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Murkowski, Sullivan support plans to end separation of families at the border

Children inside a U.S. Customs and Border Protection detention facility at the Rio Grande Valley Centralized Processing Center in Texas. CBP/via REUTERS

WASHINGTON — Alaska's U.S. senators say they favor keeping families together at the U.S.-Mexico border and crafting federal legislation to manage an influx of immigrant families seeking asylum.

President Donald Trump on Wednesday signed an executive order that would stop the separation of children from their parents at the border, a process that escalated with a recently instituted "zero tolerance" policy for asylum seekers who enter the United States at unsanctioned places along the southern border.

Sen. Dan Sullivan, R-Alaska, was sitting at a table with Trump at the White House for a meeting on trade when the president announced to media in the room that he would sign the order.

"We're looking to keep families together. Very important. … We are also going to count on Congress, obviously, but we are signing an executive order in a little while," Trump told reporters.

The memorandum Trump later signed orders a halt to the separation of children and parents at the border and instead orders that they be detained together. It also called on Congress to act.

Alaska Republican Sen. Lisa Murkowski said she was glad to see the order and the president clarifying that "he has the authority to end the unconscionable policy that was separating families." What must come next is for the "order to translate into the immediate halt of children being separated from their parents, and for those that have been separated to be reunited as soon as possible," she said in an emailed statement Wednesday night.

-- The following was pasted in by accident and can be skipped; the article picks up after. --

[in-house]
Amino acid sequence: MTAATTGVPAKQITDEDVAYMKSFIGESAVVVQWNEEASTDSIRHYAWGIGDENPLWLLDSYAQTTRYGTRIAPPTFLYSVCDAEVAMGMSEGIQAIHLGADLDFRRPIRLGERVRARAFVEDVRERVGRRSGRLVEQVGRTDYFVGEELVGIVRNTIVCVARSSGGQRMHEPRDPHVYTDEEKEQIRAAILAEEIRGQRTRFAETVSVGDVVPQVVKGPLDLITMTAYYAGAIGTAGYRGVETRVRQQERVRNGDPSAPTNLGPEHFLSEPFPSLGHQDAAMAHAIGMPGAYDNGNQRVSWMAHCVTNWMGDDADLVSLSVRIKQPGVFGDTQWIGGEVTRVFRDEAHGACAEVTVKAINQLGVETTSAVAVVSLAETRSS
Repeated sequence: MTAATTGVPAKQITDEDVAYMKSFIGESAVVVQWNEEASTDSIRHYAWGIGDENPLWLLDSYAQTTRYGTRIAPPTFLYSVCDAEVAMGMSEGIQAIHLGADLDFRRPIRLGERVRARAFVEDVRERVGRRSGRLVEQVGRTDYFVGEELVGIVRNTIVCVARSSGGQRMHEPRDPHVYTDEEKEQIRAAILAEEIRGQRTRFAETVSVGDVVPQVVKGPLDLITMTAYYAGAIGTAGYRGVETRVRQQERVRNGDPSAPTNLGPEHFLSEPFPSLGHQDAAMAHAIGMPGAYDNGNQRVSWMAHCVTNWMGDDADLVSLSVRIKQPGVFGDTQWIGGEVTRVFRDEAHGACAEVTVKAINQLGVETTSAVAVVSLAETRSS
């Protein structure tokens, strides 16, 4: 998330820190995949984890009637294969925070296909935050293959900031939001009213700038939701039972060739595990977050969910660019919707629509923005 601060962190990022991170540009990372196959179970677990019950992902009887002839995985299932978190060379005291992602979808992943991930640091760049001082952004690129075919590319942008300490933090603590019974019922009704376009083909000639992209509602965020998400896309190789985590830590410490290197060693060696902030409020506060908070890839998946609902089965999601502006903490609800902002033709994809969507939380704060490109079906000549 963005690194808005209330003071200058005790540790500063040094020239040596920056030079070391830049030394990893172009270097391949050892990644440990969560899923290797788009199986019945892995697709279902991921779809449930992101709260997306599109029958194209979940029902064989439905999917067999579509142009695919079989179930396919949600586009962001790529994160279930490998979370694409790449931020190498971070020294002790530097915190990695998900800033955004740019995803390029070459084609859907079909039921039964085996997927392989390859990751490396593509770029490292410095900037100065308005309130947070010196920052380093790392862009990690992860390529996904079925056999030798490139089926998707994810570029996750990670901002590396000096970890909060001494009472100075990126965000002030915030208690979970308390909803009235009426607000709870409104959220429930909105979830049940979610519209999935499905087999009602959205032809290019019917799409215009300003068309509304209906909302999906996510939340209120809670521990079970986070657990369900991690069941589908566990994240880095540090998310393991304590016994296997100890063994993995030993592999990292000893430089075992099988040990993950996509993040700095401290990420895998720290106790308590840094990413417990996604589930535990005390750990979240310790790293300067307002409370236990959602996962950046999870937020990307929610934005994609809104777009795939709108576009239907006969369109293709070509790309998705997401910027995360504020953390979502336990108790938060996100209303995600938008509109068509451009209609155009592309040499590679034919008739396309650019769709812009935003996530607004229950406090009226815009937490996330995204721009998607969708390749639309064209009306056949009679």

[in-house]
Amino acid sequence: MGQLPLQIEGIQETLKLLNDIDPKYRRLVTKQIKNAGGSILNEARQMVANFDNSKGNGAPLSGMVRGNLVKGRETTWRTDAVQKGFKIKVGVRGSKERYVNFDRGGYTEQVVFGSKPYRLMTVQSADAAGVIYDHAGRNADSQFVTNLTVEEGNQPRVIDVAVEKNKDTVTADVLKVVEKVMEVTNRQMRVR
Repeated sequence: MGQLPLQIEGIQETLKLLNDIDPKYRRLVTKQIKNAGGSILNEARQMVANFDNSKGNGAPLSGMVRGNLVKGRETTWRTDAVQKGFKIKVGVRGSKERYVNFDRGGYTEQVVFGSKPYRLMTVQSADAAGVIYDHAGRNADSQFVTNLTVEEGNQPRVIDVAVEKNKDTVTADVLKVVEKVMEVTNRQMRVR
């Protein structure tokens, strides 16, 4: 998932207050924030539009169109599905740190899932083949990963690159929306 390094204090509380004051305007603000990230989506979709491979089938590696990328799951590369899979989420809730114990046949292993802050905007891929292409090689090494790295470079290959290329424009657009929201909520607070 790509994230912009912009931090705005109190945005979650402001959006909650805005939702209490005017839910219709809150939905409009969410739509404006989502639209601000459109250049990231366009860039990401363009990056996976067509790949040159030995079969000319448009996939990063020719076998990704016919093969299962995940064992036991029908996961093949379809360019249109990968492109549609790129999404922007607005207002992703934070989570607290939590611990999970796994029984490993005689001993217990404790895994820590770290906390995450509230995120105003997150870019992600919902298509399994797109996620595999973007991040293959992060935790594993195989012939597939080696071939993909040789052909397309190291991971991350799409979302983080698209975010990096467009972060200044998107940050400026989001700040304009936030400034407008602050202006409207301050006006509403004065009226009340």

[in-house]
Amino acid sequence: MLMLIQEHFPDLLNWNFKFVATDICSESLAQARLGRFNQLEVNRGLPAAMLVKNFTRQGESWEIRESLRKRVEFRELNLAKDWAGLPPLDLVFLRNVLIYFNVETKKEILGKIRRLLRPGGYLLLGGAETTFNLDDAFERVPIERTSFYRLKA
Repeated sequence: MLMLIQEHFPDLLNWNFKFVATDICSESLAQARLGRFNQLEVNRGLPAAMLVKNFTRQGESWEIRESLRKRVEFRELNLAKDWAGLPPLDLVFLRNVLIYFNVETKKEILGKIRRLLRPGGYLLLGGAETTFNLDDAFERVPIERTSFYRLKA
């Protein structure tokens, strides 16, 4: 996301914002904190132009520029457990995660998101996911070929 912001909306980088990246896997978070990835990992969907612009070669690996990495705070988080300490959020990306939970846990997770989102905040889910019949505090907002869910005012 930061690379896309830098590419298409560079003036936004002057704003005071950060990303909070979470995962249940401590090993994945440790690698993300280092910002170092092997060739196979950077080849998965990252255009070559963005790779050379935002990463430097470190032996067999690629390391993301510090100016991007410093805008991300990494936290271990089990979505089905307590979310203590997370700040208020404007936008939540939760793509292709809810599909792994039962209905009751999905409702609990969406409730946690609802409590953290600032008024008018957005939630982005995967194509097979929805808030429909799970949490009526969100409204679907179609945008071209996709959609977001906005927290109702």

But there are still major underlying issues regarding the process, Murkowski said. "Those claiming asylum are not criminals and should not be treated as if they were," she said. "

Sullivan said in a phone interview during his ride back to the Capitol that he still hoped to see immigration legislation advance. At the time, he had not seen Trump's executive order and said most of the immigration discussion Wednesday was what played out in front of the press.

The president emphasized that "we need to make sure that families are kept together but at the same time you can't also endorse or continue a policy of catch and release," Sullivan said, noting that this is an issue that has "bedeviled previous administrations" as well.

Sullivan said he wanted to see a legislative solution to the issue of illegal border crossing by families with young children.

"When you use executive orders … you might create temporary fixes to challenges, but as usual, to me, the best way is getting bipartisan legislation," he said.

Murkowski said earlier in the day that she was not clear on whether there really needed to be an executive order from the president, and noted that he had repeatedly called for Congress "to fix it."

"But the reality is, you've got a situation where since April, you have had the officials on the border taking very purposeful steps to separate families immediately. They weren't doing that before. Or if they were, we weren't seeing it reflected in the numbers," she said.

Like Sullivan, Murkowski was hopeful that the Senate will be able to achieve legislative success but it would require bipartisan compromise, including some bending from the Democrats.

"One of the things that we need to remember is part of the problem at the border is we don't have sufficient infrastructure — on the human side and the facilities side — to deal with the influx" of migrants, Murkowski said.

She said she visited the border several years ago and witnessed the rise of unaccompanied children coming across the border. At the time, Congress provided more immigration judges. The number of judges must rise again, she said.